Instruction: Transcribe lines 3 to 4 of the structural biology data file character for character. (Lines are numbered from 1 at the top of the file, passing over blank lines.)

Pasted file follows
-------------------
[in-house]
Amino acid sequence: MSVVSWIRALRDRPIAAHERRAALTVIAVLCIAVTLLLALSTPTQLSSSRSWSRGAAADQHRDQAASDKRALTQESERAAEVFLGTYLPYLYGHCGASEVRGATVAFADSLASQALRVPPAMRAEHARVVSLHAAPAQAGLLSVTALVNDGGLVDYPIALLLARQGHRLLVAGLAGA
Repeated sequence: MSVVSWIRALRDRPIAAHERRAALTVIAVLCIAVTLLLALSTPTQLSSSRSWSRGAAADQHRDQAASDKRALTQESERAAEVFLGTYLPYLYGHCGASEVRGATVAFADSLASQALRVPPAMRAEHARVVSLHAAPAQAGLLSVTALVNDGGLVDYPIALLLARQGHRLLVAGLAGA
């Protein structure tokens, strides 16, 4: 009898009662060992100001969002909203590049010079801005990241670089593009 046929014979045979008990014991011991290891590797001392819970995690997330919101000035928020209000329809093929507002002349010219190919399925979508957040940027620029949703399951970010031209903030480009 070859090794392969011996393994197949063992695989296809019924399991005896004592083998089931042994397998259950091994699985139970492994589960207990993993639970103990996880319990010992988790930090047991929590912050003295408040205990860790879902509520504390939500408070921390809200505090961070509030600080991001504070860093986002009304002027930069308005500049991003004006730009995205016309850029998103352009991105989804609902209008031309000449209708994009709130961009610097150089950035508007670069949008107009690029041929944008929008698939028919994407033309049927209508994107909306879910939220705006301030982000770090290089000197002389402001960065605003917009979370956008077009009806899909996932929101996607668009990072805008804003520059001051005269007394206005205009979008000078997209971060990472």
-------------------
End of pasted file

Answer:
Repeated sequence: MSVVSWIRALRDRPIAAHERRAALTVIAVLCIAVTLLLALSTPTQLSSSRSWSRGAAADQHRDQAASDKRALTQESERAAEVFLGTYLPYLYGHCGASEVRGATVAFADSLASQALRVPPAMRAEHARVVSLHAAPAQAGLLSVTALVNDGGLVDYPIALLLARQGHRLLVAGLAGA
């Protein structure tokens, strides 16, 4: 009898009662060992100001969002909203590049010079801005990241670089593009 046929014979045979008990014991011991290891590797001392819970995690997330919101000035928020209000329809093929507002002349010219190919399925979508957040940027620029949703399951970010031209903030480009 070859090794392969011996393994197949063992695989296809019924399991005896004592083998089931042994397998259950091994699985139970492994589960207990993993639970103990996880319990010992988790930090047991929590912050003295408040205990860790879902509520504390939500408070921390809200505090961070509030600080991001504070860093986002009304002027930069308005500049991003004006730009995205016309850029998103352009991105989804609902209008031309000449209708994009709130961009610097150089950035508007670069949008107009690029041929944008929008698939028919994407033309049927209508994107909306879910939220705006301030982000770090290089000197002389402001960065605003917009979370956008077009009806899909996932929101996607668009990072805008804003520059001051005269007394206005205009979008000078997209971060990472």